Growing concerns about the long-term cost of cleaning up mines has led to action. Thom Mitchell reports.
The Audit Office of New South Wales is drawing up terms of reference for a review of the security deposits paid by mining companies with an eye to examining how they stack up against the true cost of rehabilitating land damaged by the industry.
New Matilda has confirmed that stakeholder consultation is underway, and a final report is expected early next year.
The question of who will pay for mine rehabilitation has been a growing focus for environmental campaigners over recent years, as speculation that the coal industry has entered a structural – rather than cyclical – decline grows.
There is widespread concern that taxpayers may be left to foot the bill as struggling miners move to cut or avoid costs. NSW Greens Mining Spokesperson Jeremy Buckingham said that “as coal declines structurally, the issue of who will hold the liability and who will be held responsible for mine clean up will become a bigger and bigger issue”.
Bonds paid for mine site rehabilitation have already been examined in Queensland, in 2014. In that state, an Audit Office review found that “the financial assurance held is often insufficient to cover the estimated cost [of]rehabilitation and is rarely enforced”.
“As a result, successful environmental rehabilitation is not occurring and the [Queensland Government] remains exposed to unnecessary and unacceptable financial risks.” With concerns New South Wales is similarly exposed mounting across the border, the Auditor General has received requests for a review, including from a local council in the heavily-mined Hunter Valley.
The terms of reference now being developed by the Auditor General are expected to be finalised and made public within six weeks, and the working title Mining Land Rehabilitation Security Deposits has now been adopted.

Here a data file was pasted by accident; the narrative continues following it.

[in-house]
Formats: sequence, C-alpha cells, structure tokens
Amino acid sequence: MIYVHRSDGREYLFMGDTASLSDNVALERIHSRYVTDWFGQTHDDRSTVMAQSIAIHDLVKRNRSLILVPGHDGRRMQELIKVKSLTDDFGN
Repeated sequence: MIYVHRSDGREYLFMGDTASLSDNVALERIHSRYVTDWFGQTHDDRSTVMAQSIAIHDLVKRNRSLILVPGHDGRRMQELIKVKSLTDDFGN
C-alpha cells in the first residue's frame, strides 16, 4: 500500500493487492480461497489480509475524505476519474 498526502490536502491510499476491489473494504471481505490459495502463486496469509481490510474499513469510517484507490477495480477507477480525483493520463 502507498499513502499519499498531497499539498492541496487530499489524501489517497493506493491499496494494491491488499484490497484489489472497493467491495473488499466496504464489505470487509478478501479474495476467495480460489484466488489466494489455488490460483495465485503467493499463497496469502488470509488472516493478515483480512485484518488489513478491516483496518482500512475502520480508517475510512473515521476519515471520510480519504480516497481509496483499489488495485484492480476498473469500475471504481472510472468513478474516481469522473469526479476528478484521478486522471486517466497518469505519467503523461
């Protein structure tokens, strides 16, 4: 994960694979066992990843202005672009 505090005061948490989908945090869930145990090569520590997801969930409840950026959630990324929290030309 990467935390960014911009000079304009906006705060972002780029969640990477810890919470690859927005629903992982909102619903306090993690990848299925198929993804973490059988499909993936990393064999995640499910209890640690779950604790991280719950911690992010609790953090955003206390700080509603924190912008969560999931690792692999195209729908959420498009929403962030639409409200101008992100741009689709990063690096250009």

The issue of mine rehabilitation was injected with fresh impetus last week, when it emerged mining giant Rio Tinto is attempting to sell off its Blair Athol mine in Queensland for just $1. The company would also pay a junior miner which is considering the offer, TerraCom, $80 million towards the cost of rehabilitation.
A former industry insider who helped develop Rio Tinto’s global guidelines and policy on rehabilitation, Rick Humphries said the full cost of rehabilitating the Blair Athol mine is more than double the $80 million being offered.
He said the New South Wales Auditors Office should focus on two primary goals.
“The first is protecting the taxpayer, by making sure the industry fully internalises the cost of mine rehabilitation; and the second is maximising the amount of progressive rehabilitation that occurs within the life of the mine,” he said.
Humphries is now campaigning with Lock the Gate, and said it’s believed the amount of security deposits held by the New South Wales Government is around $2 billion, but that this would be a “gross underestimation” of the true cost.
Much of that money is held in the form of bank securities, which Humphries said don’t encourage miners to rehabilitate as they go. He said not holding cash increases the risk of mines being sold off to relatively unknown companies like TerraCom, which may be less able to fork out for proper rehabilitation.
“Some of the coal miners in NSW, with Rio Tinto being a case in point, are running at massive losses,” Buckingham said. “Their parent companies are basically insolvent and each year they’re required to renew the security for their mine rehabilitation, and there’s just no transparency in the system.
“So we welcome the Audit and I think what we will find is that a huge cost is going to be borne by the taxpayers and environment of NSW unless [Premier] Mike Baird acts to reform the regime and to ensure that the coal miners bear the full cost of rehabilitation,” he said.
According to Humphries, “the only way industry responds to these kind of things is if they’ve got financial risk, and the financial risk is there if you’ve got a big bunch of cash sitting in a government bank account”.
“You really have to lock the companies in,” he said. “Companies will do whatever they can get away with to get the full cost of rehabilitation off their books.”
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